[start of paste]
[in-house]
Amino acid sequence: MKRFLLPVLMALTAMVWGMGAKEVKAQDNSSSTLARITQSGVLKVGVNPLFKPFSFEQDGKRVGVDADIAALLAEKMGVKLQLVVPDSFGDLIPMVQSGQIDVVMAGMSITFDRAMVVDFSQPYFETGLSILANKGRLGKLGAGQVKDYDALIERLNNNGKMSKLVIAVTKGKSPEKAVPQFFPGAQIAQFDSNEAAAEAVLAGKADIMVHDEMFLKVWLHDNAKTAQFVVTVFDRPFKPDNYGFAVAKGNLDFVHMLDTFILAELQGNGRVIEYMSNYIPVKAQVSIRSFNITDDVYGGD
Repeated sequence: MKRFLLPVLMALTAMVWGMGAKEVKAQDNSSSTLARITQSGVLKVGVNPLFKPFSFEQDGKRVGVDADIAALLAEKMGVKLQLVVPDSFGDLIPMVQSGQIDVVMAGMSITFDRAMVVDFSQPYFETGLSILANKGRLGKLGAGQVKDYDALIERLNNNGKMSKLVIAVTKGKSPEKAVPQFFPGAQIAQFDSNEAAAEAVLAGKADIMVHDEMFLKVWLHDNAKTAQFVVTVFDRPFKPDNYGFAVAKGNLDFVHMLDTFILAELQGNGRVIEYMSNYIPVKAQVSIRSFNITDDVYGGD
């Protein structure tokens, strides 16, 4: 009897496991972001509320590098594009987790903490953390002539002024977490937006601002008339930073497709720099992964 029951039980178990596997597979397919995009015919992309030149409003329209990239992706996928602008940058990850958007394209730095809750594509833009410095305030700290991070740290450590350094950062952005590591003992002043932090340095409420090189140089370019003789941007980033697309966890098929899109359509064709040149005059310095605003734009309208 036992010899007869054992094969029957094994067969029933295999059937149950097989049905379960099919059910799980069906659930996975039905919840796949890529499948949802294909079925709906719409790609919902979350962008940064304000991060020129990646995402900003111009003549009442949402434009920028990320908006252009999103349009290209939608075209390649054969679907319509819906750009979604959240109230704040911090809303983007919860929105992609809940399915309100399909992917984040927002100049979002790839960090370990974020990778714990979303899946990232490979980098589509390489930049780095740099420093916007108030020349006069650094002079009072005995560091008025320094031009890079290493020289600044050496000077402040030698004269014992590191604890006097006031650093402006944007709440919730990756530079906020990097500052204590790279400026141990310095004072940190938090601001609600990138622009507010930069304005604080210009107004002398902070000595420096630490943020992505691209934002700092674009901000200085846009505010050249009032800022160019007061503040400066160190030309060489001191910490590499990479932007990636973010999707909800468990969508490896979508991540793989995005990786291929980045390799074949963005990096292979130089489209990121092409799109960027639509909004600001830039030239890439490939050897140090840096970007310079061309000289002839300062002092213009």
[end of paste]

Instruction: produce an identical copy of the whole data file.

[in-house]
Amino acid sequence: MKRFLLPVLMALTAMVWGMGAKEVKAQDNSSSTLARITQSGVLKVGVNPLFKPFSFEQDGKRVGVDADIAALLAEKMGVKLQLVVPDSFGDLIPMVQSGQIDVVMAGMSITFDRAMVVDFSQPYFETGLSILANKGRLGKLGAGQVKDYDALIERLNNNGKMSKLVIAVTKGKSPEKAVPQFFPGAQIAQFDSNEAAAEAVLAGKADIMVHDEMFLKVWLHDNAKTAQFVVTVFDRPFKPDNYGFAVAKGNLDFVHMLDTFILAELQGNGRVIEYMSNYIPVKAQVSIRSFNITDDVYGGD
Repeated sequence: MKRFLLPVLMALTAMVWGMGAKEVKAQDNSSSTLARITQSGVLKVGVNPLFKPFSFEQDGKRVGVDADIAALLAEKMGVKLQLVVPDSFGDLIPMVQSGQIDVVMAGMSITFDRAMVVDFSQPYFETGLSILANKGRLGKLGAGQVKDYDALIERLNNNGKMSKLVIAVTKGKSPEKAVPQFFPGAQIAQFDSNEAAAEAVLAGKADIMVHDEMFLKVWLHDNAKTAQFVVTVFDRPFKPDNYGFAVAKGNLDFVHMLDTFILAELQGNGRVIEYMSNYIPVKAQVSIRSFNITDDVYGGD
């Protein structure tokens, strides 16, 4: 009897496991972001509320590098594009987790903490953390002539002024977490937006601002008339930073497709720099992964 029951039980178990596997597979397919995009015919992309030149409003329209990239992706996928602008940058990850958007394209730095809750594509833009410095305030700290991070740290450590350094950062952005590591003992002043932090340095409420090189140089370019003789941007980033697309966890098929899109359509064709040149005059310095605003734009309208 036992010899007869054992094969029957094994067969029933295999059937149950097989049905379960099919059910799980069906659930996975039905919840796949890529499948949802294909079925709906719409790609919902979350962008940064304000991060020129990646995402900003111009003549009442949402434009920028990320908006252009999103349009290209939608075209390649054969679907319509819906750009979604959240109230704040911090809303983007919860929105992609809940399915309100399909992917984040927002100049979002790839960090370990974020990778714990979303899946990232490979980098589509390489930049780095740099420093916007108030020349006069650094002079009072005995560091008025320094031009890079290493020289600044050496000077402040030698004269014992590191604890006097006031650093402006944007709440919730990756530079906020990097500052204590790279400026141990310095004072940190938090601001609600990138622009507010930069304005604080210009107004002398902070000595420096630490943020992505691209934002700092674009901000200085846009505010050249009032800022160019007061503040400066160190030309060489001191910490590499990479932007990636973010999707909800468990969508490896979508991540793989995005990786291929980045390799074949963005990096292979130089489209990121092409799109960027639509909004600001830039030239890439490939050897140090840096970007310079061309000289002839300062002092213009």